I have a few comments which I hope Authors can address to make this paper stronger and more complete: 1- Related work is minimal. Although there is a short paragraph compare your results with previous work, but it is not enough. The reader should get more insight about previous approaches and a high-level understanding of why previous approaches are different than yours. Please expand this section. 2- There are some confusions and inconsistencies in experimental results, section 4.1.3, paragraph "choosing context parameters": 2.1- I see in Figure 5-right that you present results for `pspLocalMix`, but I couldn't find what approach it refers to. 2.2- The text says: "... Figure 5 right shows that while pspFast is better than standard model ..." but `standard model` results are not in Figure5-right. It is a combination of Figure 4-b and Figure 5, right? 2.3- Does anywhere in the text talks about Figure5-left? 3- I think how many models can be stored in superposition with each other is a very interesting question and shouldn't be left out in this paper. I know Authors mentioned this in Future work and Discussion, but this is a fundamental question that directly related to the effectiveness of their proposed solution and at least some preliminary empirical results are required to be included in this paper. I understand Authors have realized degradation in performance while keeping 1000 models superposition-ed with each other, but it is very interesting to get more insight about the limitation of their approach in terms of the number of models stored together.

Reviewer 3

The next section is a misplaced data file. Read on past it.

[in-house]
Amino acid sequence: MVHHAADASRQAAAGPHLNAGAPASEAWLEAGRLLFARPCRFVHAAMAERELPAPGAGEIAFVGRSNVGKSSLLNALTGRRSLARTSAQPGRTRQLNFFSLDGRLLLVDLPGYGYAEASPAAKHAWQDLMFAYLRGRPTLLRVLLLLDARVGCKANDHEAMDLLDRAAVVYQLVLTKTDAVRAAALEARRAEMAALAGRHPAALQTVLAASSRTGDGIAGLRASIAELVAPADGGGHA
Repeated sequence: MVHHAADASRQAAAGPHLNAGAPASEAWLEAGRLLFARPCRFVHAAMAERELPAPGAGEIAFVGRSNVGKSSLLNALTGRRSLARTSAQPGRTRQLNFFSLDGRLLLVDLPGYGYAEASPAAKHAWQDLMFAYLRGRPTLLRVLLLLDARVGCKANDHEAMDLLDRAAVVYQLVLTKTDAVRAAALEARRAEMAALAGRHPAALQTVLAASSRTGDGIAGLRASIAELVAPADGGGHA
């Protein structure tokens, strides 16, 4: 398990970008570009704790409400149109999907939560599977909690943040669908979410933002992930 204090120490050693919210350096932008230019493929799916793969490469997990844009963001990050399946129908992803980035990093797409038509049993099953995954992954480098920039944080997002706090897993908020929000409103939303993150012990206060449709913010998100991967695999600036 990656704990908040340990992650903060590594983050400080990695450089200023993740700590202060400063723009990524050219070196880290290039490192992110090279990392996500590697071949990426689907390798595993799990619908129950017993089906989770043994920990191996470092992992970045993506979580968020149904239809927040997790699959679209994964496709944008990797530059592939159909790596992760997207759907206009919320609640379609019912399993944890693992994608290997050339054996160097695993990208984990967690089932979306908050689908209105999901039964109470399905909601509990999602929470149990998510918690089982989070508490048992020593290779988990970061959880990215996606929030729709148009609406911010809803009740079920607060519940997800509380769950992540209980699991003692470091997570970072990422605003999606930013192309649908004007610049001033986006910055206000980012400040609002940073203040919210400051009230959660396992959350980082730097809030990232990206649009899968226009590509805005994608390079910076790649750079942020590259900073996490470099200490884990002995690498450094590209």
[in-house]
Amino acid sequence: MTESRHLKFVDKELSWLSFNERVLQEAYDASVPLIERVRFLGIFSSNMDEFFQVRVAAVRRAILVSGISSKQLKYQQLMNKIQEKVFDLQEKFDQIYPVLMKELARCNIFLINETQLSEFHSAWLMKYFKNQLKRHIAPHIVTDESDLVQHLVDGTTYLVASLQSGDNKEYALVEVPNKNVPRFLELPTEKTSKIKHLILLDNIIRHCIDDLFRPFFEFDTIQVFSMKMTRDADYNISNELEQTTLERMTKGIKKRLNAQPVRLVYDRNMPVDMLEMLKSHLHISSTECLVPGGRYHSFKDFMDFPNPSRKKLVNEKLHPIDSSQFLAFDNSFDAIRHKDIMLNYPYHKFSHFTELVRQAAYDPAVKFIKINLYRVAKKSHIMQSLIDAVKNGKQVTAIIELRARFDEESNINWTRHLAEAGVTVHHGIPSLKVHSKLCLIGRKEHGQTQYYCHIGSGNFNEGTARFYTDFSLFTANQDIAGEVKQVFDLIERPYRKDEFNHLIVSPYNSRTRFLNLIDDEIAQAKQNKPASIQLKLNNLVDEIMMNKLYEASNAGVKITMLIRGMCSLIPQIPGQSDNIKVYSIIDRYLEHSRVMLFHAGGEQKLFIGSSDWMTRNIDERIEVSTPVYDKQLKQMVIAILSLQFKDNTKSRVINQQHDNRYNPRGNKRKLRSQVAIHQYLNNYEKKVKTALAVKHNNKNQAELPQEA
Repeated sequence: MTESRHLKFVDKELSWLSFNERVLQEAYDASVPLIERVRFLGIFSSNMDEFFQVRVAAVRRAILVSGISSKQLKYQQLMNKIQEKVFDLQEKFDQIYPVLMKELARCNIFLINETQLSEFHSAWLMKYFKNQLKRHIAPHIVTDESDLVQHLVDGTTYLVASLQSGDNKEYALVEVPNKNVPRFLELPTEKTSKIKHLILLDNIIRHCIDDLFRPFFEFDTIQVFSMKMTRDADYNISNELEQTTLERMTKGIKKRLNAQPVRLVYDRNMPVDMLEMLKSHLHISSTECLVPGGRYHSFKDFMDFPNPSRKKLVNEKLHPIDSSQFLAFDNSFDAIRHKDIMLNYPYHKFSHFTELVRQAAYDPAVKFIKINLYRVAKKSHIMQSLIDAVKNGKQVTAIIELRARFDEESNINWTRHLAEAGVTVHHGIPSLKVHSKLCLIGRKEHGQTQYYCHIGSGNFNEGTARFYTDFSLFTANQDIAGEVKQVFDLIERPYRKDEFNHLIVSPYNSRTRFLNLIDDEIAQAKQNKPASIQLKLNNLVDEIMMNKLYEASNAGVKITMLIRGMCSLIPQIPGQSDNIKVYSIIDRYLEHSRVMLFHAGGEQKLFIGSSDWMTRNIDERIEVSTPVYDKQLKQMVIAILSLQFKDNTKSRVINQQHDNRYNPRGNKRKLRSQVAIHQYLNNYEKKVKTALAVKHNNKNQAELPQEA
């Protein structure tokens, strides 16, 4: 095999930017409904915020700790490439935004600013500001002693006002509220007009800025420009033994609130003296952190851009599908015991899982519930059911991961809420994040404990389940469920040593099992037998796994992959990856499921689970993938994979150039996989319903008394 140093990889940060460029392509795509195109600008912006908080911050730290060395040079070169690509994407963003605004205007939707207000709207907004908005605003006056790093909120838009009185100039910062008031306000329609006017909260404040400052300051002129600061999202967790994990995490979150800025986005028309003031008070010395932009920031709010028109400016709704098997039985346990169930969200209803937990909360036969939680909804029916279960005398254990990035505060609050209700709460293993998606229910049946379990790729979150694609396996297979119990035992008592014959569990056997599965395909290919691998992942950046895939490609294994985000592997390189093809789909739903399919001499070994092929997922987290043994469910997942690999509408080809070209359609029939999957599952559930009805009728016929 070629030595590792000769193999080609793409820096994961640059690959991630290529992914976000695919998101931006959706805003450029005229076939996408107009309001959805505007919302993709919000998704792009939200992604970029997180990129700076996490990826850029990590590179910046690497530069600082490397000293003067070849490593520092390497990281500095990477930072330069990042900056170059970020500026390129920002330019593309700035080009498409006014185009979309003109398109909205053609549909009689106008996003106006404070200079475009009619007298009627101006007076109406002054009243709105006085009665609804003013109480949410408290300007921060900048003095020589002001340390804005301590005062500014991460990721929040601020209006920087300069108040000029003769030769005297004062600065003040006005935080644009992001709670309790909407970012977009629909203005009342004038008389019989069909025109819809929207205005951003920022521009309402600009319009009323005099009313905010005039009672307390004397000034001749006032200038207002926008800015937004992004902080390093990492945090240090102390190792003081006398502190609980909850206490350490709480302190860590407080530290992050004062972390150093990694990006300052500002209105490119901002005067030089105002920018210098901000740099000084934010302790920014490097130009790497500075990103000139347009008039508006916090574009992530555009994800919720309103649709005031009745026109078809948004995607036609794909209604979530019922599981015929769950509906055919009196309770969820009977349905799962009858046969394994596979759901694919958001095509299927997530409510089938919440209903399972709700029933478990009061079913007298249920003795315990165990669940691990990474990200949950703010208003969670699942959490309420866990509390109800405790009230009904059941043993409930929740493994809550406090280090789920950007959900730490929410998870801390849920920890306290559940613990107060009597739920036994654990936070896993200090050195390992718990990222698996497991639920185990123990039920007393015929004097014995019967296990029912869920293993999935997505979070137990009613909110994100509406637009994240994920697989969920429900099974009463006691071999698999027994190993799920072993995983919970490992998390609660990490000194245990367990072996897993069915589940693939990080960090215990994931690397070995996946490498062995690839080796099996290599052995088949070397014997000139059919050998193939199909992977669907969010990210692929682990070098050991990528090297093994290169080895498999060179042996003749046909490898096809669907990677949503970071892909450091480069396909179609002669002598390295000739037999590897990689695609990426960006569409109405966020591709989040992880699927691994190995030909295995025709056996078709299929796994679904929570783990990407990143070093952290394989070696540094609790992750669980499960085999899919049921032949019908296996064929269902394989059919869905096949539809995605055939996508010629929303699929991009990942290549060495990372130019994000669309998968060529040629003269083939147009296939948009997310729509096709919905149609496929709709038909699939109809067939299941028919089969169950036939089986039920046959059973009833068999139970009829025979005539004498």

# Strengths: - The paper copes with an interesting problem. Both model compression and lifelong learning are active domains of research and proposing an approach which somehow bridges the two problems and proposes a dual view on these problems is great. - The exposition of the paper is very clear. The paper reads nicely and the problem is very well motivated. - The proposed algorithm is very simple and therefore easy to understand. Its simplicity should definitely be considered as a feature. - The approach is evaluated in multiple experiments, some of them on "controlled" data, and one experiment on a real model (ResNet-18) on real data (CIFAR-10 CIFAR-100). The experiments are quite convincing. - The proposed model compares favorably with previous work (See Fig. 3). # Weaknesses - When reading papers about catastrophic forgetting, I can't help myself from asking for actual practical applications. All experiments in this paper are on datasets that have been actually made up from standard benchmarks, by concatenating manipulated samples. There are probably real tasks with available data for which it would make sense to use such a model. I would like the authors to comment on that. - What lessons learnt from this work could influence or guide research in model compression? Overall, I enjoyed reading this paper who's motivations are clear and execution is very good. The tackled problem is interesting and the experiments convincing. Please note however that I am not an expert in lifelong learning, and may have missed important details or relevant work that could change my opinion. Therefore, I await the author's response, the other reviews and discussion to make my final decision.